It is therefore an object of the present invention to provide a persistent object system that allows the developer to override the object group skeletal format.
It is yet another object of the invention to provide an object framework that is developer extensible to allow modification of persistent object group storage by the developer and to allow multiple formats to be specified and selected by the objects at run time.
The present invention is directed to providing an object oriented system with persistent object classes with object storage formats that can be overridden by the developer at run time. The present system allows object subclasses to be created that implement modified object storage structures that are dynamically referenced by the system.
The present invention is directed to a system for storing customizable persistent objects and includes an adaptable formatting means for specifying a persistent object group storage format, a means for requesting storage of a persistent object, and a means for removably attaching said adaptable formatting means to said means for requesting storage.
The foregoing and other objects, features and advantages of the invention will be apparent from the following more particular description of a preferred embodiment of the invention, as illustrated in the accompanying drawing wherein like reference numbers represent like parts of the invention.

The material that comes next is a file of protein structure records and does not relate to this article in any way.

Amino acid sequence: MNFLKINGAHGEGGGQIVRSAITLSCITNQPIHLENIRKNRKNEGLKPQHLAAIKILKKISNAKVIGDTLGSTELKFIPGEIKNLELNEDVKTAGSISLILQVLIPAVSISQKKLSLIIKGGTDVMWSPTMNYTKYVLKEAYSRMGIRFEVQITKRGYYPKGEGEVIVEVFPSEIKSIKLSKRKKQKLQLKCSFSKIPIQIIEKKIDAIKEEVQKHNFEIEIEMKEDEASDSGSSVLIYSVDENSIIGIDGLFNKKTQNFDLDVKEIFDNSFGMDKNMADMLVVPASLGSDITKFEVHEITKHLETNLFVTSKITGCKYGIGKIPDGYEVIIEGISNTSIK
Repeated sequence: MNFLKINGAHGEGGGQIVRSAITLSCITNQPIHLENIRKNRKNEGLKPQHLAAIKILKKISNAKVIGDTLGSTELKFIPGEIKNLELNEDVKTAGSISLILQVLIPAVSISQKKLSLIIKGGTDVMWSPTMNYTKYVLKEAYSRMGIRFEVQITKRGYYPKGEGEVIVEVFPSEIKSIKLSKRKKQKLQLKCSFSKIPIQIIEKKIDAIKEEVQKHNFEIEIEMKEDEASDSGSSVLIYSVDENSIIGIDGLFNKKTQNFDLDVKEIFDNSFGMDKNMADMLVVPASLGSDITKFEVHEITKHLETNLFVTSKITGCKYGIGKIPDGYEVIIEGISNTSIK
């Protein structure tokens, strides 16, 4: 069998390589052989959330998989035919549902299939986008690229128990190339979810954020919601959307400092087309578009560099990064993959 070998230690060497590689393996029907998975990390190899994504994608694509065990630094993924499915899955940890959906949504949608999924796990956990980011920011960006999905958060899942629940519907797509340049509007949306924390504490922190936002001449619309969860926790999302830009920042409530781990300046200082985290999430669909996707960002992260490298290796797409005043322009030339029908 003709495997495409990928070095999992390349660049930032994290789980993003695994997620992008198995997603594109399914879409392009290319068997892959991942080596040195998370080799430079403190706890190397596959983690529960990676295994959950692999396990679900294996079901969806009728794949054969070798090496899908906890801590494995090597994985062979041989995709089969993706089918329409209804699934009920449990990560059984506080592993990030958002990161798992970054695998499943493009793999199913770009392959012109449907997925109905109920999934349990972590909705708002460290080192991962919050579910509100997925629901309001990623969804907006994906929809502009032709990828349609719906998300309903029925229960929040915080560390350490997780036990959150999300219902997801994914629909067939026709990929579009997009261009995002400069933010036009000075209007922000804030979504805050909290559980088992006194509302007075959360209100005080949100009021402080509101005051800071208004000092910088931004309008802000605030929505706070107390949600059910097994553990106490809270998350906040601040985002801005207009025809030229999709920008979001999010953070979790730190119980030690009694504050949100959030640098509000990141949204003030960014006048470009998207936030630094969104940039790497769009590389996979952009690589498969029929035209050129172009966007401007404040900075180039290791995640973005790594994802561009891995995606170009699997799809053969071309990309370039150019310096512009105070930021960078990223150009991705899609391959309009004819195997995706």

FIG. 1 is a block diagram of system on which the present invention operates.
FIG. 2 is an illustration of an object according to the present invention.
FIG. 3 is a hierarchical representation of classes in the preferred embodiment.
FIG. 4a and 4b are illustrates of possible media format layouts according to the present invention.
FIG. 5 is a hierarchical representation of concrete classes implementing group skeletal formats according to the present invention.
FIG. 6a and 6b are object descriptions of portions of group skeletal format objects according to the present invention.
FIG. 7 is a flow chart illustrating the flow of messages between objects in a system according to the present invention.
The preferred embodiment will be described with reference to the above figures.
An object oriented programming system operates on a computer system such as that shown in FIG. 1. The computer system can be a "Personal Computer", workstation, minicomputer or mainframe type of computer. FIG. 1 illustrates a personal computer such as the IBM PS/2 Model 95 computer (IBM and PS/2 are trademarks of the IBM Corporation. ) The computer typically includes a system unit 100 which contains a processor or CPU 102 and memory 104. An object oriented program 106 operates on the processor and is resident in memory 104. The system will typically have a display device 108 such as a color or monochrome CRT, a keyboard 110, a pointing device 112 such as a mouse or trackball, a fixed disk drive 114, and optionally, a network connection 116 to a LAN or other network.